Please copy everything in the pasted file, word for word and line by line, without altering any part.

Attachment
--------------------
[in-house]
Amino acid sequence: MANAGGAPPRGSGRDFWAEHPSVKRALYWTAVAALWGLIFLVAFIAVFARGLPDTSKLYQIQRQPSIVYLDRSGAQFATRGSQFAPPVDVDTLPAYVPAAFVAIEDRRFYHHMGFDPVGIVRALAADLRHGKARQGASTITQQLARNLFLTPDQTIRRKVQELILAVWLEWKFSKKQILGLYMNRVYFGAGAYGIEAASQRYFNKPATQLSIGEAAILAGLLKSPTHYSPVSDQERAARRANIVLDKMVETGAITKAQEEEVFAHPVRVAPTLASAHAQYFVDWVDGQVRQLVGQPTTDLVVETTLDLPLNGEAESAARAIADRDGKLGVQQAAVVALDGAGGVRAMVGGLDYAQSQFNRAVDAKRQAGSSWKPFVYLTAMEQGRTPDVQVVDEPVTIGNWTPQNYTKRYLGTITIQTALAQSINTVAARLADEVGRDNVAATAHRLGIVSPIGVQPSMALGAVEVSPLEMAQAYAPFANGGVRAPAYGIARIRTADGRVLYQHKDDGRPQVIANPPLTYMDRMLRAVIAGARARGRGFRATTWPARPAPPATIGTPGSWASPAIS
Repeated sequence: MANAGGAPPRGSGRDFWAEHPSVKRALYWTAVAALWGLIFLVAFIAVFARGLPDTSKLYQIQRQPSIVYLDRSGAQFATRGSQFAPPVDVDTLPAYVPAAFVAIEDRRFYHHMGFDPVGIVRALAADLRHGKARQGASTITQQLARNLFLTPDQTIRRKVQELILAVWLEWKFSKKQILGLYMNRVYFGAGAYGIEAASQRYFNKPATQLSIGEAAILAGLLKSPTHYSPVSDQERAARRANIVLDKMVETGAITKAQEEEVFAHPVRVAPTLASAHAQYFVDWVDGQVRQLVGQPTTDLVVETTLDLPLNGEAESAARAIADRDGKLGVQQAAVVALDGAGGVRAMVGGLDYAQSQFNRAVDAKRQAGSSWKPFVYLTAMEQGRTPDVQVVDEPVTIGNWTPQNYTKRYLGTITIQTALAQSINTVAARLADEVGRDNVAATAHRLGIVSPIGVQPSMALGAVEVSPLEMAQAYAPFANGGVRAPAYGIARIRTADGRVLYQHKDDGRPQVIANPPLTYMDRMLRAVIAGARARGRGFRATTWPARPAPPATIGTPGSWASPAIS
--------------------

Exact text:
[in-house]
Amino acid sequence: MANAGGAPPRGSGRDFWAEHPSVKRALYWTAVAALWGLIFLVAFIAVFARGLPDTSKLYQIQRQPSIVYLDRSGAQFATRGSQFAPPVDVDTLPAYVPAAFVAIEDRRFYHHMGFDPVGIVRALAADLRHGKARQGASTITQQLARNLFLTPDQTIRRKVQELILAVWLEWKFSKKQILGLYMNRVYFGAGAYGIEAASQRYFNKPATQLSIGEAAILAGLLKSPTHYSPVSDQERAARRANIVLDKMVETGAITKAQEEEVFAHPVRVAPTLASAHAQYFVDWVDGQVRQLVGQPTTDLVVETTLDLPLNGEAESAARAIADRDGKLGVQQAAVVALDGAGGVRAMVGGLDYAQSQFNRAVDAKRQAGSSWKPFVYLTAMEQGRTPDVQVVDEPVTIGNWTPQNYTKRYLGTITIQTALAQSINTVAARLADEVGRDNVAATAHRLGIVSPIGVQPSMALGAVEVSPLEMAQAYAPFANGGVRAPAYGIARIRTADGRVLYQHKDDGRPQVIANPPLTYMDRMLRAVIAGARARGRGFRATTWPARPAPPATIGTPGSWASPAIS
Repeated sequence: MANAGGAPPRGSGRDFWAEHPSVKRALYWTAVAALWGLIFLVAFIAVFARGLPDTSKLYQIQRQPSIVYLDRSGAQFATRGSQFAPPVDVDTLPAYVPAAFVAIEDRRFYHHMGFDPVGIVRALAADLRHGKARQGASTITQQLARNLFLTPDQTIRRKVQELILAVWLEWKFSKKQILGLYMNRVYFGAGAYGIEAASQRYFNKPATQLSIGEAAILAGLLKSPTHYSPVSDQERAARRANIVLDKMVETGAITKAQEEEVFAHPVRVAPTLASAHAQYFVDWVDGQVRQLVGQPTTDLVVETTLDLPLNGEAESAARAIADRDGKLGVQQAAVVALDGAGGVRAMVGGLDYAQSQFNRAVDAKRQAGSSWKPFVYLTAMEQGRTPDVQVVDEPVTIGNWTPQNYTKRYLGTITIQTALAQSINTVAARLADEVGRDNVAATAHRLGIVSPIGVQPSMALGAVEVSPLEMAQAYAPFANGGVRAPAYGIARIRTADGRVLYQHKDDGRPQVIANPPLTYMDRMLRAVIAGARARGRGFRATTWPARPAPPATIGTPGSWASPAIS